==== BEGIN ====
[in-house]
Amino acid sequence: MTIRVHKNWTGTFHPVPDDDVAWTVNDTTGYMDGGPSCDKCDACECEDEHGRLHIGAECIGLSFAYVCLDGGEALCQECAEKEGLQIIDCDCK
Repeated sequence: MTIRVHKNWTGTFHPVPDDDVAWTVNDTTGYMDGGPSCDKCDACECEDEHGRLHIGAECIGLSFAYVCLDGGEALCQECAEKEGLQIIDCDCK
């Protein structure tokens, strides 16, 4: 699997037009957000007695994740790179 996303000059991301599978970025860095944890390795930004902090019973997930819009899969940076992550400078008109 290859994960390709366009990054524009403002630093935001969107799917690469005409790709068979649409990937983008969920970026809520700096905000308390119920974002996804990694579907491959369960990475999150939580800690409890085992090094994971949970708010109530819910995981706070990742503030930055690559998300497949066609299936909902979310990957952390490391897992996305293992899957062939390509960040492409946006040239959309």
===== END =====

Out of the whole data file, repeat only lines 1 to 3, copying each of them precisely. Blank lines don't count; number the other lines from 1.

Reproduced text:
[in-house]
Amino acid sequence: MTIRVHKNWTGTFHPVPDDDVAWTVNDTTGYMDGGPSCDKCDACECEDEHGRLHIGAECIGLSFAYVCLDGGEALCQECAEKEGLQIIDCDCK
Repeated sequence: MTIRVHKNWTGTFHPVPDDDVAWTVNDTTGYMDGGPSCDKCDACECEDEHGRLHIGAECIGLSFAYVCLDGGEALCQECAEKEGLQIIDCDCK